The cylinder with the piston contained, is at the left. The hole in the piston is where the push rod connects. The push rod (arm) is removed to allow access to the parts underneath that you are seeing. The discussed concentric spring is contained inside the hub of the gear at bottom.
    00dCnr-555931984.jpg
     
  24. Camera is finished, buttoned up and works perfectly. I am confident it could stand the scrutiny of a forensic exam done by the likes of Mr Odess or Mr. Fairbank. Thank you, gentlemen. You might know I had this '57 C approx. 90% apart before I discovered the most debilitating problem. It required me to disassemble the wind mechanism. I discovered through extremely close examination with a 35mm lens from a 35mm camera, turned around backwards, that there was a peculiar piece of mangled spring sticking out down on the backside of the wind gear. I discovered a little crescent-moon shaped doohickie on the back of the clutch looking wheel that the spring was supposed to hook on the interior of. The spring was mangled, sticking out, resulting in the crescent-moon shaped dooflotchie to not do like it's supposed to. The result was that the mirror pawl would hook sometimes, and sometimes not. Further, I discovered the shaft that the mirror pawl mounts on was wobbly in its staking to the chassis wall. Between the 2 problems, the camera was doomed to be self-destructive and tear up the barn door concentric spring. I peened the staking of the pawl shaft, and replaced the mangled spring from my parts body. This was a repair I won't soon forget. The camera operates perfectly, dependably, and I'm proud of it. Thanks again.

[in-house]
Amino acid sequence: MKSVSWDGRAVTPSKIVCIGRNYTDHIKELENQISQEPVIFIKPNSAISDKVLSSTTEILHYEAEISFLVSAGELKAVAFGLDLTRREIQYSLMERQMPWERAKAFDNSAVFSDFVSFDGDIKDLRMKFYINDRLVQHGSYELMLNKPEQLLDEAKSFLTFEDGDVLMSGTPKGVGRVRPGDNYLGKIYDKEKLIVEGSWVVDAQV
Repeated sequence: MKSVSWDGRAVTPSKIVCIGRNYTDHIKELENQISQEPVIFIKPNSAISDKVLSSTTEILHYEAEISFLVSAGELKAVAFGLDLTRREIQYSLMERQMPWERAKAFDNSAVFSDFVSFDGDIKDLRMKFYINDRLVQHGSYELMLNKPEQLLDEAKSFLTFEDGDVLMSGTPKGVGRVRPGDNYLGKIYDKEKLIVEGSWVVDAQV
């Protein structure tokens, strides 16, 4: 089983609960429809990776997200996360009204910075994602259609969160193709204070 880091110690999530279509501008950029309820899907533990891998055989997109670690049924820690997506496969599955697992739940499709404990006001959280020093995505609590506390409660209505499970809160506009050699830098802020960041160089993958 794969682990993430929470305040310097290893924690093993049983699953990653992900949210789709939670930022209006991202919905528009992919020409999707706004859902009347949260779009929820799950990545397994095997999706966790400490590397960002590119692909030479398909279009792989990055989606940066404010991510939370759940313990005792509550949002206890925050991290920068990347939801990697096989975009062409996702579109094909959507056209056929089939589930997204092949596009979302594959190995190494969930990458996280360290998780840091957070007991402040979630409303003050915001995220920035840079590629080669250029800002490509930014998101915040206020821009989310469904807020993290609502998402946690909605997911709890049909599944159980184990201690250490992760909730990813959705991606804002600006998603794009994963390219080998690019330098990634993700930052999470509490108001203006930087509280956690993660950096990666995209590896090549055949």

Share This Page